Ahh… summer. Are you here yet? Though technically it isn’t until June 21, my oldest is out of kindergarten already so we’re ready for all the summer here! Mr. R celebrated his last day of school wearing his newest shirt, sewn for the Get Ready for Summer Blog Tour hosted by Seams Sew Lo. I bring you… the popsicle summer tee!
It’s funny how things you create don’t always turn out how you envision, but they end up being great anyway! Such was the case for these tees. They are made using the Ellie and Mac half pipe pattern (which, by the way, is on sale right now, in addition to all patterns this whole month!). This pattern offers so much creativity with two different blocked pieces on the front. I went through several iterations before I settled on the popsicle. Lighting McQueen, sunglasses, anchors… but popsicles has an all-summer, casual, happy boy vibe to it, so it won!
As for the fabric, the way it turned out was a definite surprise! When I found the striped fabric at Jo-Ann, I thought the stripes were horizontal. But when I got home to wash it, oops! Turns out they were vertical instead. I actually debated doing a different fabric since I’m not usually a fan of how vertical stripes look, but it ended up turning out pretty good anyway. The blue fabric was also a find from Jo-Ann that I used last year when I made a back-to-school raglan for Mr. R.
I’ve sewn enough t-shirts now to know that there’s not really much variety in how much you sew them. The only thing unique about this one compared with most t-shirt patterns is the half bodice pieces. So once I got the pieces cut out and referenced the seam allowance necessary, I pretty much sewed the shirt on my own without referring to the instructions.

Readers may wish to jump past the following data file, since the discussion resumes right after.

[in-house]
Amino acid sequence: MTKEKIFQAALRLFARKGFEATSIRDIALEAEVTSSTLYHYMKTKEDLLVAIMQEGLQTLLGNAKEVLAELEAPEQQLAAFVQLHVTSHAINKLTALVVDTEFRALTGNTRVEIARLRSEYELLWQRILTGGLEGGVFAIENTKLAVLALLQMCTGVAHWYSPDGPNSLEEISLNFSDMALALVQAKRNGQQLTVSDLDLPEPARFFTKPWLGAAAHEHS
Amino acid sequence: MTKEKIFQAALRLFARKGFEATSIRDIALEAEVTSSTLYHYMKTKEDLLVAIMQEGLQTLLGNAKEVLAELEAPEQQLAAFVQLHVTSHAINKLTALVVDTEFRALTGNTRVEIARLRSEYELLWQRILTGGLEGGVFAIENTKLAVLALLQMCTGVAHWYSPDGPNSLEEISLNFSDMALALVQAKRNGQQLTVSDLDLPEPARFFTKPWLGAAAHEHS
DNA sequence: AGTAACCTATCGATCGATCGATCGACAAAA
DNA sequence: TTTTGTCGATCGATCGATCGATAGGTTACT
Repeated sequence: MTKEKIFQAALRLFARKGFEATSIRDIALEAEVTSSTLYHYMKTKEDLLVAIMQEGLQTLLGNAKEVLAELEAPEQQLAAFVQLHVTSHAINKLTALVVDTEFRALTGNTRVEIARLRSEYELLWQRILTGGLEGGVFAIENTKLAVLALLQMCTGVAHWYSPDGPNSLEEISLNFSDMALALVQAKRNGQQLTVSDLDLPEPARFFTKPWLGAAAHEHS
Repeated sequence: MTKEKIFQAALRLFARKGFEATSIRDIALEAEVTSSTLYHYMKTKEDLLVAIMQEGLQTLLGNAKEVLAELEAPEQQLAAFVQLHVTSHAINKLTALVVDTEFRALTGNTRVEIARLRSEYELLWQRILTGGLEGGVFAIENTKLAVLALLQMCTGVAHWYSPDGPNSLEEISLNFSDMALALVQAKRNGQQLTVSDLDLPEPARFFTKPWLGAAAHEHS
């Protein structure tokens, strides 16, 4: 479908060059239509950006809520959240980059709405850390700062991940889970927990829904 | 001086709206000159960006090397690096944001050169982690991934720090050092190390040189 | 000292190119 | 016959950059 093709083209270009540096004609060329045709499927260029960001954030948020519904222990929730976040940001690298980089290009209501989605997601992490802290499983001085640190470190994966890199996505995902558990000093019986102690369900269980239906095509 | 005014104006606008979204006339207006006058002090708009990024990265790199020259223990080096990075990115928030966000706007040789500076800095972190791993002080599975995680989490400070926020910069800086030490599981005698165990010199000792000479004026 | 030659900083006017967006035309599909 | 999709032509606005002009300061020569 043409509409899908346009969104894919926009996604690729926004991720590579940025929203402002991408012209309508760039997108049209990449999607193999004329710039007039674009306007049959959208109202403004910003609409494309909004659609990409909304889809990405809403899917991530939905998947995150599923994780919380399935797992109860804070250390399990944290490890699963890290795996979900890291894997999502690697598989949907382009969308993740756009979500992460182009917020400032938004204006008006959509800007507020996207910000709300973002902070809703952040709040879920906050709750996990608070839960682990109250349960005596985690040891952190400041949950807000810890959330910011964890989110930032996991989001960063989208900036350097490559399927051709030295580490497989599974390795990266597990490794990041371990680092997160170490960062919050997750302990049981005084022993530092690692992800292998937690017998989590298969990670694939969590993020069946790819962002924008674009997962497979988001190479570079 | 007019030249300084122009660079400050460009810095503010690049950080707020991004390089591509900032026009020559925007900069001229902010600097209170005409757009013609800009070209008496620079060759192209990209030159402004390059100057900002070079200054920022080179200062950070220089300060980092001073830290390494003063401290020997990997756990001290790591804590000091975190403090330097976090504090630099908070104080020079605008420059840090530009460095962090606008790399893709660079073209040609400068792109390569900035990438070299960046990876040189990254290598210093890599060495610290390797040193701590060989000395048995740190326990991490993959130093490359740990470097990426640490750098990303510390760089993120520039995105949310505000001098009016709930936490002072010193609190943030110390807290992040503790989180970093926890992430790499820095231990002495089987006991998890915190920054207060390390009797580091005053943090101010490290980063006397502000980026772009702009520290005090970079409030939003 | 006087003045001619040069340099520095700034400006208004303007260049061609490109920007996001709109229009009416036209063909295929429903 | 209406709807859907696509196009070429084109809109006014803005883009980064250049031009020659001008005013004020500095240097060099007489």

I cut out the popsicle pieces using my Cricut Explore 2 (I think I’m starting to refer to this in every post! It really does get used a lot!). The applique is fabric attached using Heat-n-Bond, so to cut it out on the machine I lined up two straight cut rectangles of each fabric and ironed the Heat-n-Bond to one side. Once this was done, I put it on my cutting mat so the split between the fabrics was right in the middle of where the popsicle would be cut out on the machine. Another way I could have done this is to cut two separate halves of the popsicle separately, but I liked this method. The Cricut didn’t actually cut through the fabric all the way, and I know I could have fiddled with this more (or if you have the Maker I’m sure you’d be set for sure!), but I just used what it did cut as a reference point and cut it out fully with scissors.
That popsicle was dying to have a piece bit out of it, any my boys agreed! They keep pretending to take a bite out of their shirts in addition to their real popsicles. Would you like to make a popsicle as well? I put up the cut files in my resource library.
Want to know what fabric I used for the popsicle stick? It’s from some light-blocking curtains that I cut up a long time ago! haha! Who knew I’d end up using them on a t-shirt someday? But the color fit and it has a fun texture, so why not?
I loved sewing these fun summer shirts for my boys! What do you plan to make for your kids this summer? If you are looking for more inspiration, make sure to see the other summer creations by following the links at the end of this post.
If you liked this make, would you mind sharing it via Pinterest with the image below? TIA!
Please visit all the wonderful bloggers on the Get Ready for Summer Sewing Patterns Blog Tour for some incredible inspirations.
- May 7th: Seams Sew Lo
- May 8th: Tenille’s Thread
- May 9th: Seams Sew Lo
- May 10th: The Sewing Goatherd
- May 11th: Aurora Designs Fabrics
- May 14th: Our Play Place
- May 15th: Momma Can Make It
- May 16th: Aurora Designs Fabric
- May 17th: QuiltsbyJoann
- May 18th: Liviality
- May 19th: Momma You Can Make It
- May 21st: Margarita on the Ross
- May 22nd: Sewing Blue
- May 23rd: Kathy’s Kwilts and More
- May 24th: Momma Newey’s Makes
- May 25th: Jot Designs USA
- May 28th: The Scatty Sewer
- May 29th: Granma Texas Sews
- May 30th: Fee Bricolo
- May 31st: My Sewing Roots